Tuesday, April 30, 2013
Statement Analysis Lesson: "You're Hopelessly and Endlessly In Love With Me!"
"Oh, yes," she laughed, "I lose sleep dreaming of you. Ha! Get over yourself!" she said with a smile .
What does Statement Analysis make of sarcasm? What about flirtation? Witty banter?
"If you don't take out the garbage right now, I'm gonna kill you!", mother said to 17 year old son.
We do not conclude that should the garbage not be taken out, mother will murder her son. But what do we think of such statements?
Even casual follow up questions will show that the language comes from somewhere. I once interviewed a mother who did say such phrases as, "I'm gonna kill you" to her children, who were well younger than 17 and, although they appeared 'numb' to the words, the numbness, itself, was of concern. She eventually said that she fantasized about killing her children, how easier life would be, how she could not meet a man because of them, and how she was perpetually broke and exhausted.
She also made a promise to herself to stop using such phrases to her children as she considered things. I believed her and respected her honesty.
We recognize that language does not come from a void, but somewhere. It reveals us.
We are known by our words.
Just a half-generation ago (or so), people marveled over the length of the World War II marriages. "How could someone just agree to marry from letter writing?" was a common question. At that time, people may have forgotten just how powerful the written word is.
They no longer wonder.
The advent of the digital age has not only given us a new world of written communication.
Unlike the beauty and elegance of penmanship, however, we have marks on a screen, often with deliberate misspellings and shortened or abbreviated words, yet, even as the scales tip left or write, we move with them, fluidly, and analyze for truth.
For example, if an email is written without the pronoun "I" as its norm, we will note the sudden insertion of the pronoun "I" as being very important.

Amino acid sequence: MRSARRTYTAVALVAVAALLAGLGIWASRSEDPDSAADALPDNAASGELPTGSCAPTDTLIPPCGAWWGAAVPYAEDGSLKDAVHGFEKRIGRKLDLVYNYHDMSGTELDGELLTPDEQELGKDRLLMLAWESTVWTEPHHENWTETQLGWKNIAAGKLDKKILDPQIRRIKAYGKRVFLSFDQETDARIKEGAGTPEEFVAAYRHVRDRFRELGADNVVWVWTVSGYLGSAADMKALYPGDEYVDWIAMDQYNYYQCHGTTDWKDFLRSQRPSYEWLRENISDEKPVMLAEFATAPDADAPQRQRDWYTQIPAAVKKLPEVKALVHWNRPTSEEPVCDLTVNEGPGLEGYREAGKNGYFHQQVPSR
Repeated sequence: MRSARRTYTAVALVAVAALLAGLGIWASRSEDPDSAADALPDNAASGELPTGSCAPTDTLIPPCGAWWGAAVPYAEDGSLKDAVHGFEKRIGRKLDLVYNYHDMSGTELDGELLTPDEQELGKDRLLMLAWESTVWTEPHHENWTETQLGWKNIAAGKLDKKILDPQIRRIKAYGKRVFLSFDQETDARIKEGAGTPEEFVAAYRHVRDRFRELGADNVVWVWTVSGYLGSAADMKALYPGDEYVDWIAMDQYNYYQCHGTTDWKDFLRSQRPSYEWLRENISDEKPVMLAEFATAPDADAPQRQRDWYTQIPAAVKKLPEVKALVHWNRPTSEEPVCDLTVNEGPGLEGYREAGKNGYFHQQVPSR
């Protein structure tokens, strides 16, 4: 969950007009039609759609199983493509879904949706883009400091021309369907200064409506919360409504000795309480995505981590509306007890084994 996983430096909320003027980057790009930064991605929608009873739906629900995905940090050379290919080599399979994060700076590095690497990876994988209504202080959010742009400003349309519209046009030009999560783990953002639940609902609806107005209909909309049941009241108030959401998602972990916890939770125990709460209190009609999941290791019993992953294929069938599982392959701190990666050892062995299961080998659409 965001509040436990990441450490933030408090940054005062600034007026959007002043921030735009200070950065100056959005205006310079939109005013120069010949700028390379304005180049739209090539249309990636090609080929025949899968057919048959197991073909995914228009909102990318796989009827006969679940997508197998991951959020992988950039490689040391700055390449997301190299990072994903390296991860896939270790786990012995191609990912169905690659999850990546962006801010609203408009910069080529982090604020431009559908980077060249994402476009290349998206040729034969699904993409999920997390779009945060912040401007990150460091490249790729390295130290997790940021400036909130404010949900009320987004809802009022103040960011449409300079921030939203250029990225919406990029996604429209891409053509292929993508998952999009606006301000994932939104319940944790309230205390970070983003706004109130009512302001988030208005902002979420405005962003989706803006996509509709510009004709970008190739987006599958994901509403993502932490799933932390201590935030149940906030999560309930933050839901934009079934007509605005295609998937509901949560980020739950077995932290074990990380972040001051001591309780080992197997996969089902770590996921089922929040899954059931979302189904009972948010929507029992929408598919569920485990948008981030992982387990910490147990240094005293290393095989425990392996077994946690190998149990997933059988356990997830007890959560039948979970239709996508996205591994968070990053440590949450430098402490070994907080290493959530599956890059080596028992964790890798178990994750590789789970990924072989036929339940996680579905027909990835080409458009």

In the "Secret Life of Pronouns" study the author found that many executives, when giving directives, omit the pronoun "I", which caused the conclusion to be that missing pronoun "I" is a signal of leadership.
Perhaps it is something along these lines.
1. "I am glad to welcome you on board and I congratulate you on your promotion."
2. "We are sorry but we have to let you go. Budgets have been..."
I find that some in upper management don't hesitate to use the word "I" in positive emails, but quickly run to "we" when the news being delivered is not so pleasant. Statistically, more upper management may drop pronouns, but the conclusion of the matter may not be that "leaders don't use the pronoun "I" very much", not because they are leaders, but because they are not committing to responsibility. I would want to learn the context of the emails where the pronouns were absent, and view them against the same writer's emails where the pronoun "I" is present.
In all cases, where the subject avoids the pronoun "I" in his email means that if the pronoun "I" does show itself, take notice because it is important information.
You would be better served, even in the realm of sarcasm, to listen carefully to the words one chooses, even while being humorous.
We have all been in the uncomfortable position where a husband and wife play the "passive/aggressive" "I am only kidding!" game while taking shots at each other. Listen carefully to the words chosen. That which is said in jest, itself, has an origin.
The words, themselves, may guide you even more so than the tone. As to the married co-worker "just kidding", it may be that he is on a fishing expedition and casting out his line to see what his bait might bring in.
"Many fish bite if you got good bait, I'm a going fishing, ma's a-going fishing and my baby's a-going fishing, too..." Americana folk song.
I would wager, if asked, a cup of coffee that the woman who said she was "losing sleep" wasn't completely joking.
Next, Intent in Analysis.